NPC Archive Item: Lumiracoxib▼ withdrawn from Canadian Market

NOTE – This is an archive post from the NPC and has not been updated since first publication. Therefore, some hyperlinks may no longer be working.
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Health Canada (Santé Canada) has announced (4th October) that it has stopped the sale of the anti-inflammatory drug lumiracoxib▼ (Prexige®) in Canada and will cancel the drug’s market authorisation “due to the potential for serious liver-related adverse events”.

Health Canada requested information from the drug’s manufacturer, Novartis, after lumiracoxib▼ was removed from the Australian market on 10th August, also because of concerns about liver side-effects.

We noted a few days ago that the Food and Drugs Administration (FDA) has declined to approve lumiracoxib▼ for use in the USA, according to a press release from the manufacturer (which implies that liver side-effects were the chief concern of the FDA).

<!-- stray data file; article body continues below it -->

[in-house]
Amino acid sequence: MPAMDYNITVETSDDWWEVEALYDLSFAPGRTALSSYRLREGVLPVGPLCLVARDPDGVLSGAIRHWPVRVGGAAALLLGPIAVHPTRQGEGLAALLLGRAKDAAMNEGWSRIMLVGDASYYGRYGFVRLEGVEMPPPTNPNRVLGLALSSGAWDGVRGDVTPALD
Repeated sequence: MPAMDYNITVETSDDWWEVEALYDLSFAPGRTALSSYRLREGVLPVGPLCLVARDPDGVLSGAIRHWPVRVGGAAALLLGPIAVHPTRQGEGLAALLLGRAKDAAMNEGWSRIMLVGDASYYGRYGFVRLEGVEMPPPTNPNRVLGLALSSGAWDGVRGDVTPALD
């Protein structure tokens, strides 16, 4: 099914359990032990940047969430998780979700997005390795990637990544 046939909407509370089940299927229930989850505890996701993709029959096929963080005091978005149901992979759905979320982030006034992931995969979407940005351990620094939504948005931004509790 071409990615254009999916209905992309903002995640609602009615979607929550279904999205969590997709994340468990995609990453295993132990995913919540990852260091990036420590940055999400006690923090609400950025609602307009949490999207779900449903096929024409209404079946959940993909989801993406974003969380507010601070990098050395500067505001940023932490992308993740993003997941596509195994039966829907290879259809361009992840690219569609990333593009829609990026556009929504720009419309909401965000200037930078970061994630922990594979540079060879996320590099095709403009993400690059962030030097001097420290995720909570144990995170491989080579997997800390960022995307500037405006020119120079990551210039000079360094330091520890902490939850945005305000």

In the UK and Europe, Novartis sent a letter to healthcare professionals advising on revised contraindications and monitoring recommendations in patients prescribed lumiracoxib▼.

So what?

The concern about lumiracoxib’s▼ potential for rare but serious, even fatal liver reactions must feature in prescribing decisions about the drug, along with the increased risk of thrombotic events seen with all coxibs (note that all coxibs are now contraindicated for people with established ischaemic heart disease, cerebrovascular disease and peripheral artery disease, and individual risk assessment is appropriate for patients with risk factors for cardiovascular events)


Health professionals should be aware of the continuing concerns about lumiracoxib▼, and follow the manufacturer’s advice regarding measuring liver enzyme levels of patients currently prescribed it and for whom in might be started. Lumiracoxib is a “black triangle” drug (marked with ▼ in books such as the BNF and MIMS) because it is under intensive surveillance by the MHRA. All suspected reactions to black triangle drugs, whether serious or not, should be reported to the MHRA.